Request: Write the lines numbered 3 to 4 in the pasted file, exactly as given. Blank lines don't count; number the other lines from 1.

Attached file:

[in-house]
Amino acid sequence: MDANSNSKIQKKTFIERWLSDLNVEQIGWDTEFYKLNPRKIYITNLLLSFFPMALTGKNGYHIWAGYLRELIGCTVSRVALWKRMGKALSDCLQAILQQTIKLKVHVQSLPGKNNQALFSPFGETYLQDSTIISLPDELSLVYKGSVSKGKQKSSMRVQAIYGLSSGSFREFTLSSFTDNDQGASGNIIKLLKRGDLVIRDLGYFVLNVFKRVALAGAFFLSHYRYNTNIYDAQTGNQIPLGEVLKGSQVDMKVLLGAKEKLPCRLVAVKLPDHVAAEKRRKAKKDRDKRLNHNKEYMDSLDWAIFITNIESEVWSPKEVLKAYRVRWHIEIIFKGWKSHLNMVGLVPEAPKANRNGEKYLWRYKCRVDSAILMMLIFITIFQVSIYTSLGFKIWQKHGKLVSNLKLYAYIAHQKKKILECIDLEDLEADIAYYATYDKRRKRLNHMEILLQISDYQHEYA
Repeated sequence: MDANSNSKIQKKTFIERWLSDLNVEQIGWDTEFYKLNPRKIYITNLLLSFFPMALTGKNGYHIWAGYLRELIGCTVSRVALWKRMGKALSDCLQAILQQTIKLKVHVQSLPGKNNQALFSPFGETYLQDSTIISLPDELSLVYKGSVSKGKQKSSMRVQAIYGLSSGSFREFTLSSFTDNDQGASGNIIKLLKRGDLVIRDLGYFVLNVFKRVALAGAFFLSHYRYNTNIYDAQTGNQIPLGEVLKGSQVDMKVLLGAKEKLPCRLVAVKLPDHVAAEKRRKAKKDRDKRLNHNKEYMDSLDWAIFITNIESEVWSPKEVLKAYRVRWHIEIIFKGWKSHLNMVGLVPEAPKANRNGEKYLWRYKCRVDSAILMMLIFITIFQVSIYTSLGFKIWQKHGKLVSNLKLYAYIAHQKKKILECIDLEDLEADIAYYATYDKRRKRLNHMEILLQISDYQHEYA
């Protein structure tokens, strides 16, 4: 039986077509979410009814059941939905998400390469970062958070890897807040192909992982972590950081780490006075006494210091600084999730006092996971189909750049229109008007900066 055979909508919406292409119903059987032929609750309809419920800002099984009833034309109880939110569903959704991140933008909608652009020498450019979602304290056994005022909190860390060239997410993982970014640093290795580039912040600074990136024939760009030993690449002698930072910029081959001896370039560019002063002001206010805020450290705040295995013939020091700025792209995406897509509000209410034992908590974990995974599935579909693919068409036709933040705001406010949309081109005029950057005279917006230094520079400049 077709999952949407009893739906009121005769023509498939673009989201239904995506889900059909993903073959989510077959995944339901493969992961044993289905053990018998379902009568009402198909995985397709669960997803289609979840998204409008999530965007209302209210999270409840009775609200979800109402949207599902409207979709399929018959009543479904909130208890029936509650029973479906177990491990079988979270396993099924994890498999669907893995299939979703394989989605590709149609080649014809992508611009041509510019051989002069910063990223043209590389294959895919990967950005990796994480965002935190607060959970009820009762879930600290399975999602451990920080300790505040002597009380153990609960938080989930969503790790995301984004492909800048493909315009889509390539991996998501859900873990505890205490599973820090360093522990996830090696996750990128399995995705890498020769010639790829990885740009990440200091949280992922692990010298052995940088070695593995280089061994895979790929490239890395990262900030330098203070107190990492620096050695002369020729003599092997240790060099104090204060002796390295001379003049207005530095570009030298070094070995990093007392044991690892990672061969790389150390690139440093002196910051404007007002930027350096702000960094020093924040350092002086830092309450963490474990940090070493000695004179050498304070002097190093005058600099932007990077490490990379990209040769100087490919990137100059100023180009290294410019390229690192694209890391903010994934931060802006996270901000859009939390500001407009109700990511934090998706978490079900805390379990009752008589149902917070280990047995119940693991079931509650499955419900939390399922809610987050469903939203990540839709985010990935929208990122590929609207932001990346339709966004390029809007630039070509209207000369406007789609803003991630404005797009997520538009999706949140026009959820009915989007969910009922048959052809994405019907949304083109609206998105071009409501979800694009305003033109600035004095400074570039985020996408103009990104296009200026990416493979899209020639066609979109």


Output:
Repeated sequence: MDANSNSKIQKKTFIERWLSDLNVEQIGWDTEFYKLNPRKIYITNLLLSFFPMALTGKNGYHIWAGYLRELIGCTVSRVALWKRMGKALSDCLQAILQQTIKLKVHVQSLPGKNNQALFSPFGETYLQDSTIISLPDELSLVYKGSVSKGKQKSSMRVQAIYGLSSGSFREFTLSSFTDNDQGASGNIIKLLKRGDLVIRDLGYFVLNVFKRVALAGAFFLSHYRYNTNIYDAQTGNQIPLGEVLKGSQVDMKVLLGAKEKLPCRLVAVKLPDHVAAEKRRKAKKDRDKRLNHNKEYMDSLDWAIFITNIESEVWSPKEVLKAYRVRWHIEIIFKGWKSHLNMVGLVPEAPKANRNGEKYLWRYKCRVDSAILMMLIFITIFQVSIYTSLGFKIWQKHGKLVSNLKLYAYIAHQKKKILECIDLEDLEADIAYYATYDKRRKRLNHMEILLQISDYQHEYA
């Protein structure tokens, strides 16, 4: 039986077509979410009814059941939905998400390469970062958070890897807040192909992982972590950081780490006075006494210091600084999730006092996971189909750049229109008007900066 055979909508919406292409119903059987032929609750309809419920800002099984009833034309109880939110569903959704991140933008909608652009020498450019979602304290056994005022909190860390060239997410993982970014640093290795580039912040600074990136024939760009030993690449002698930072910029081959001896370039560019002063002001206010805020450290705040295995013939020091700025792209995406897509509000209410034992908590974990995974599935579909693919068409036709933040705001406010949309081109005029950057005279917006230094520079400049 077709999952949407009893739906009121005769023509498939673009989201239904995506889900059909993903073959989510077959995944339901493969992961044993289905053990018998379902009568009402198909995985397709669960997803289609979840998204409008999530965007209302209210999270409840009775609200979800109402949207599902409207979709399929018959009543479904909130208890029936509650029973479906177990491990079988979270396993099924994890498999669907893995299939979703394989989605590709149609080649014809992508611009041509510019051989002069910063990223043209590389294959895919990967950005990796994480965002935190607060959970009820009762879930600290399975999602451990920080300790505040002597009380153990609960938080989930969503790790995301984004492909800048493909315009889509390539991996998501859900873990505890205490599973820090360093522990996830090696996750990128399995995705890498020769010639790829990885740009990440200091949280992922692990010298052995940088070695593995280089061994895979790929490239890395990262900030330098203070107190990492620096050695002369020729003599092997240790060099104090204060002796390295001379003049207005530095570009030298070094070995990093007392044991690892990672061969790389150390690139440093002196910051404007007002930027350096702000960094020093924040350092002086830092309450963490474990940090070493000695004179050498304070002097190093005058600099932007990077490490990379990209040769100087490919990137100059100023180009290294410019390229690192694209890391903010994934931060802006996270901000859009939390500001407009109700990511934090998706978490079900805390379990009752008589149902917070280990047995119940693991079931509650499955419900939390399922809610987050469903939203990540839709985010990935929208990122590929609207932001990346339709966004390029809007630039070509209207000369406007789609803003991630404005797009997520538009999706949140026009959820009915989007969910009922048959052809994405019907949304083109609206998105071009409501979800694009305003033109600035004095400074570039985020996408103009990104296009200026990416493979899209020639066609979109």